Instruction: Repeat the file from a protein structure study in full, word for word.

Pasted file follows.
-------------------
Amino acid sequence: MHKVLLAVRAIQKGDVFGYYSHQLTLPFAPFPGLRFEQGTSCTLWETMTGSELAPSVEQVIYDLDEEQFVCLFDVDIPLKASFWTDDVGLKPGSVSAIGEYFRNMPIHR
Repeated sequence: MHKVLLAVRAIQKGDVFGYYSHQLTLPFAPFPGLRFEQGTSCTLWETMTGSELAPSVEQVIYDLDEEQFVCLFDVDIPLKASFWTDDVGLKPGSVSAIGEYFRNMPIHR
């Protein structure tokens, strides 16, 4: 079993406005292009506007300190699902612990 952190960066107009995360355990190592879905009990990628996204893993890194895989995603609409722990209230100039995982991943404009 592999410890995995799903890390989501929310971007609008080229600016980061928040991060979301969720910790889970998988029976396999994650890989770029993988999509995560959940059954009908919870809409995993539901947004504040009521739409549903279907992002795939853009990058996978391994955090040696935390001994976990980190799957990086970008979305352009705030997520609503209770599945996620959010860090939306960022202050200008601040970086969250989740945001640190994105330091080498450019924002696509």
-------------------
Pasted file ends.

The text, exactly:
Amino acid sequence: MHKVLLAVRAIQKGDVFGYYSHQLTLPFAPFPGLRFEQGTSCTLWETMTGSELAPSVEQVIYDLDEEQFVCLFDVDIPLKASFWTDDVGLKPGSVSAIGEYFRNMPIHR
Repeated sequence: MHKVLLAVRAIQKGDVFGYYSHQLTLPFAPFPGLRFEQGTSCTLWETMTGSELAPSVEQVIYDLDEEQFVCLFDVDIPLKASFWTDDVGLKPGSVSAIGEYFRNMPIHR
């Protein structure tokens, strides 16, 4: 079993406005292009506007300190699902612990 952190960066107009995360355990190592879905009990990628996204893993890194895989995603609409722990209230100039995982991943404009 592999410890995995799903890390989501929310971007609008080229600016980061928040991060979301969720910790889970998988029976396999994650890989770029993988999509995560959940059954009908919870809409995993539901947004504040009521739409549903279907992002795939853009990058996978391994955090040696935390001994976990980190799957990086970008979305352009705030997520609503209770599945996620959010860090939306960022202050200008601040970086969250989740945001640190994105330091080498450019924002696509």